Fishing industry voice now absent from wind farm negotiations
CRMC vote on New England Wind Farm follows protest resignations by fishing advisory panel
The proposed New England Wind project would be located in the far eastern side of the yellow outline, within two areas of federal waters (shown in red and yellow) that the Rhode Island Coastal Management Council has authority to review. (Google Earth)
The usual uproar over how offshore wind projects will affect Rhode Island’s fishing industry may be muted Tuesday night as state coastal regulators consider a 130-turbine wind farm planned for waters south of Martha’s Vineyard.
Not because fishermen are less upset about how the two-phase New England Wind Farm project would affect their livelihoods. But they have lost their usual platform to voice objections, having resigned en masse from a state appointed panel meant to represent the fishing industry during Rhode Island Coastal Resources Management Council (CRMC) consideration of offshore wind farms.
The CRMC’s scheduled review and vote Tuesday on the New England Wind Farm (formerly known as Vineyard Wind South) was to be the first offshore wind decision to come before Rhode Island regulators since members of the Rhode Island Fishermen’s Advisory Board (FAB) quit in August. The mass resignations came amid mounting frustrations over offshore wind negotiations, and the CRMC’s perceived deference to developers.
The CRMC through its Ocean Special Area Management Plan (SAMP) gets to weigh in on any development within 30 miles of the state coastline. In the case of offshore wind arrays, that means determining whether the projects meet state regulations and also recommending mitigation measures to help minimize losses to the fishing industry from the construction and operation of the projects. The Ocean SAMP also outlines the role of the Fishermen’s Advisory Board, stating that the council “shall engage commercial and recreational fishermen in the Ocean SAMP decision-making process,” by including on wind farm locations, access, and mitigation measures, according to the regulations.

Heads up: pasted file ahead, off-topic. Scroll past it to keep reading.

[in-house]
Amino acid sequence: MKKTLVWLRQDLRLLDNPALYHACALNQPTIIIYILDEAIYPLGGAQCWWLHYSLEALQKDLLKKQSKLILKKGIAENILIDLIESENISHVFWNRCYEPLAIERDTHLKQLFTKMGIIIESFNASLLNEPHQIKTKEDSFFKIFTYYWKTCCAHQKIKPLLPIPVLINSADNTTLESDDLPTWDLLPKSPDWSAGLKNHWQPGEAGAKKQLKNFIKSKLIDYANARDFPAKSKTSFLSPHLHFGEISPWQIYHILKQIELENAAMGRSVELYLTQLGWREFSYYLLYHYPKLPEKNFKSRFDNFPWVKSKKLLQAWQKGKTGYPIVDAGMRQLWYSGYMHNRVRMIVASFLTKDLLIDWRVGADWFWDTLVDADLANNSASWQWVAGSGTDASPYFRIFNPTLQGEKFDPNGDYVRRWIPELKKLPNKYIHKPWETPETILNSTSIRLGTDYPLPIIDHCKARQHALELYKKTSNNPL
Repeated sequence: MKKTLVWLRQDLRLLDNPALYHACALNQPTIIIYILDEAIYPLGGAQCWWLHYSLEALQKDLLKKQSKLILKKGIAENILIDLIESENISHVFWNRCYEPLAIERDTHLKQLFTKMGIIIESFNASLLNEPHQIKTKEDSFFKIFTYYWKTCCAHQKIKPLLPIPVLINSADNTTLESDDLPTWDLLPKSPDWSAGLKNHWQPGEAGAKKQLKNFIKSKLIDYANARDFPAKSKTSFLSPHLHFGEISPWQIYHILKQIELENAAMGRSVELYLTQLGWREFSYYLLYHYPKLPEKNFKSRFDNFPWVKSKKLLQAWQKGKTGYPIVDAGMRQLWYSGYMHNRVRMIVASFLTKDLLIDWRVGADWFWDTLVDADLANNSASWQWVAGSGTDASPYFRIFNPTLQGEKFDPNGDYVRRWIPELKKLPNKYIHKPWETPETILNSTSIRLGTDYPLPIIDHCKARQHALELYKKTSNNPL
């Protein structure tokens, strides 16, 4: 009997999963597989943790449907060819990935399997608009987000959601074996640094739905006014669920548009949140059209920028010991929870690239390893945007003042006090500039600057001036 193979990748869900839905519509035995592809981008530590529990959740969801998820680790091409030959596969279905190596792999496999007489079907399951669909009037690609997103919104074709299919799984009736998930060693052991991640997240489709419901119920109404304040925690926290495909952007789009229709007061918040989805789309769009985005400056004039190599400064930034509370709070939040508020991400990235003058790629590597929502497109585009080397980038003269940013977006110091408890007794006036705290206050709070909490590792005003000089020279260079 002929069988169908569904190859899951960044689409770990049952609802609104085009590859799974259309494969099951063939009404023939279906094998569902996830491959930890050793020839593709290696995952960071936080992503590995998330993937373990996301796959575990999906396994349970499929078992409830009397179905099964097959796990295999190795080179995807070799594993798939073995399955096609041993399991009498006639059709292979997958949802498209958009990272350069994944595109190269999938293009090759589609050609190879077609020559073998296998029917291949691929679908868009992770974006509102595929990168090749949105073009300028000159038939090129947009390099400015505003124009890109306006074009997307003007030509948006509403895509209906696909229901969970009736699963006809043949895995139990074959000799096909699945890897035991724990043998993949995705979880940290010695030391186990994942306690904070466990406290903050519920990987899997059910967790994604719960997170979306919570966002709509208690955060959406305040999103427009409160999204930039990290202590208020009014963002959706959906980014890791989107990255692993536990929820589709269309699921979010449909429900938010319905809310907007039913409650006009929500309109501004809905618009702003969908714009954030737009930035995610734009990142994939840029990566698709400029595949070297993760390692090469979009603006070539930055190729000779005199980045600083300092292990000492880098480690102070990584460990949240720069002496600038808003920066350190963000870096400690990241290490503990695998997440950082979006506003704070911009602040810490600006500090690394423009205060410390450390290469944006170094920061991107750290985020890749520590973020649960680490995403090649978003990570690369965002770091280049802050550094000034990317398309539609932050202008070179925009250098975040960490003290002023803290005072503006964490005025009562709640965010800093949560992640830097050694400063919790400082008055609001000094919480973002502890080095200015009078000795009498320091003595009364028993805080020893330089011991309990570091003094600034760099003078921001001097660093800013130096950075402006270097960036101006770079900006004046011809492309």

Past considerations of offshore wind projects include ongoing negotiations between the FAB and developers, as well as opportunity for expert witnesses and testimony during the quasi-judicial decision process.
Not this time. As noted in the CRMC staff report, the resignations meant there was no way for staff to solicit feedback from the FAB as part of the review process.
“Staff provided each former FAB member as well as other interested parties from the fishing community individual access to all materials and meetings under review including mitigation and compensation proposals, with an open-door invitation to provide any input whatsoever that would be helpful to mitigating impacts from the [New England Wind Farm project as well as addressing fair compensation,” the report stated.
Whether fishing industry representatives took them up on that offer isn’t clear. Marisa Desautel, the attorney who has represented the FAB in past negotiations, did not return calls and emails for comment on Tuesday. Four FAB members were also contacted, but did not immediately return calls.
However, in prior interviews, members suggested they were washing their hands of the process after feeling that their feedback was ignored.
It’s not too late for fishermen to take a stand, at least during the public comment planned as part of Tuesday’s review.
As proposed, the project from Avangrid Renewables would span more than 100,000 acres about 20 nautical miles south of Martha’s Vineyard. The first phase, known as Park City Wind, sought to provide 804 megawatts of power to Connecticut, while a second phase called Commonwealth Wind would bring another 1,200 megawatts of electricity to Massachusetts. However, power agreements in both states are likely to change, after Avangrid pulled out of its deals with utility companies in each state in hopes of securing better pricing to offset rising project costs.
Rhode Island does not directly benefit from the project, but its proximity to the coastline gives the CRMC a say in the proposal.
The details of the power pricing don’t affect the CRMC’s review, which instead considers how development in nearby waters conforms with Rhode Island coastal policies.
The CRMC in its staff report recommended approval of the project, subject to several conditions aimed at minimizing disruption to native species and habitat, and the fishermen who rely upon them. The developer has also offered a $4.4 million compensation package to recreational and commercial fishermen to offset industry losses during the construction and operation of the wind farm.
How to calculate the financial losses that wind projects cause for fishermen has been an ongoing source of conflict, with each side offering different calculations based largely on what is, at this point, speculative data for a nascent industry. The FAB, having since disbanded, did not provide formal feedback on the proposed payments.
However, “CRMC staff assumes the FAB would stand by its prior assertions that a wind farm project does not meet any of the CRMC’s Ocean SAMP enforceable policies,” the report stated.
Avangrid Renewables did not return inquiries for comment Tuesday.
The CRMC was scheduled to vote on the New England Wind Farm project at its meeting at 6 p.m. Tuesday.
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